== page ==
Search Results

a close-up photo of a jumping spider

News Stories Give Spiders a Bum Rap

Are your students creeped out by spiders? They aren’t alone. In this guide, students will learn about how inaccurate news coverage has promoted common misconceptions about the largely harmless critters. Students can also discuss misinformation, thinking about where they’ve encountered it before, its impacts and ways to correct it.   

Spinning tales about spiders

Students will answer questions about the online Science News article “News stories have caught spiders in a web of misinformation,” which describes new research looking at how spiders are portrayed by the media. A version of the article, “News stories give spiders a bum rap” appears in the September 24, 2022 issue of Science News.

Making sense of animal worlds

In this activity, students will discuss how literary devices can be used to convey scientific concepts, research how an animal of their choice senses the world and compose a piece of creative writing based on what they find.
underwater photo of an octopus garden on the sea floor

Deep-sea ‘Octomoms’ Seek the Heat

In this guide, students will answer questions about how scientists discovered that octopuses laying eggs in warm waters near geothermal springs are speeding up hatching. Students will then define rates and their units of measurement for biological and chemical processes and discuss factors that affect rates.

Rates and what affects them

Students will define rates and their units of measurement for biological and chemical processes before discussing factors that affect rates.

Octopus moms seek the heat

Students will answer questions about the Science News article “Some deep-sea octopuses aren’t the long-haul moms scientists thought they were,” which describes how octopuses laying eggs in warm waters near geothermal springs speed up hatching. A version of the article, “Deep-sea ‘octomoms’ seek the heat,” appears in the April 9, 2022 issue of Science News.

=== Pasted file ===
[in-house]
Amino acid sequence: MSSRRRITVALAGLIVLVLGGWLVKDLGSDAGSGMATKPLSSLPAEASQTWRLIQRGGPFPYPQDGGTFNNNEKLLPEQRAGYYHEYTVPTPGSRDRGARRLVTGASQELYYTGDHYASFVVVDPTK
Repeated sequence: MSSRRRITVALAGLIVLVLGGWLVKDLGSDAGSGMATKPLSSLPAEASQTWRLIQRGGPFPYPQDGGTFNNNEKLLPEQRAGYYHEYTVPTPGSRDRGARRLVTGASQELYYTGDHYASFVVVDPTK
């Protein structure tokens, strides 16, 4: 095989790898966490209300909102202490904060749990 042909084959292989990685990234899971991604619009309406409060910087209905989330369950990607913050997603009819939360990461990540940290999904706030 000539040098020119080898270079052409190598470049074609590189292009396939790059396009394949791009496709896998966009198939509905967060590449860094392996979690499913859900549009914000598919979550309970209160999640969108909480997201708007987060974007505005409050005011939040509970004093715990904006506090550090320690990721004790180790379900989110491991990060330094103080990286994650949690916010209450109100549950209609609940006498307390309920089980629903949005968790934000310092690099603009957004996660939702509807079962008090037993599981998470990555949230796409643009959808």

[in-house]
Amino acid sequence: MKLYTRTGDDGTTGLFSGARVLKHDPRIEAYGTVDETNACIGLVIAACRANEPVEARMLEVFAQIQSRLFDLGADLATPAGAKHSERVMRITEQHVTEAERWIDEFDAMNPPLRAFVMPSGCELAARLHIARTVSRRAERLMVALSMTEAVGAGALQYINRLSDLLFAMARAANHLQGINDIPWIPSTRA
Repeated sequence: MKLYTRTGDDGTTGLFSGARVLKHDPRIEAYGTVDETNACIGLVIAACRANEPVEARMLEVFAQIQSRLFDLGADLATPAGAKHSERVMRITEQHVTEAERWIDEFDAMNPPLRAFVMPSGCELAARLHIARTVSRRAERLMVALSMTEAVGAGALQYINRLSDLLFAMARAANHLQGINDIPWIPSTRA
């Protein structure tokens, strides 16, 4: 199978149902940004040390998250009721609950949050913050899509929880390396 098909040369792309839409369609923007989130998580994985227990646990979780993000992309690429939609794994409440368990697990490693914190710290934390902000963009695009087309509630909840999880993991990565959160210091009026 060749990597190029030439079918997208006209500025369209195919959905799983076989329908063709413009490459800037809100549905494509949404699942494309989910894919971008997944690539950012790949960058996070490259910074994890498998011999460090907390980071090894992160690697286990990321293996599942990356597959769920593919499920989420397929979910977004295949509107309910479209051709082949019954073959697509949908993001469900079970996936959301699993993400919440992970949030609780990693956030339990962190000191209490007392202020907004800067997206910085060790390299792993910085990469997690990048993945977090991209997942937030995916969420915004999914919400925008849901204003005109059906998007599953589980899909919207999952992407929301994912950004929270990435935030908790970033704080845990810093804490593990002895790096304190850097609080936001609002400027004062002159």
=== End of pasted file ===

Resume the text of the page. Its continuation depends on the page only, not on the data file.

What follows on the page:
The Age of Dinosaurs May Have Ended in Springtime

In this guide, students will answer claim, evidence and reasoning questions about how scientists used the bones of ancient fish to determine during what season an asteroid wiped out nonavian dinosaurs. They will then explore the physical properties of human bones and how bones offer evidence to support scientific claims.

Dating dino doomsday

Students will answer claim, evidence and reasoning questions about the online Science News article “The Age of Dinosaurs may have ended in springtime.” The article describes how scientists used fossilized fish to determine what season it was when an asteroid wiped out nonavian dinosaurs. A version of the article, “Dinosaur killer may have hit in spring,” appears in the March 26, 2022 issue of Science News.

Thinking through climate solutions

Students will research how climate change affects a nonhuman species, propose science-based solutions that might lessen the impact of climate change on the species and create an infographic to share with the class.
two humpback whales emerging from the ocean to feed

Whales Eat More Than We Thought

In this guide, students will learn how scientists estimated the food intake of certain whale species and discuss nutrient cycling and conservation of matter within ecosystems.

Cycling through an ecosystem

Students will discuss nutrient cycling and conservation of matter, and how these concepts can be observed in an ecosystem.

Rethinking whale appetites

Students will answer questions about the online Science News article “Baleen whales eat (and poop) a lot more than we realized,” which details scientists’ efforts to accurately estimate how much certain whale species eat and what that means for ecosystems. A version of the article, “Whales eat more than we thought,” appears in the December 4, 2021 issue of Science News.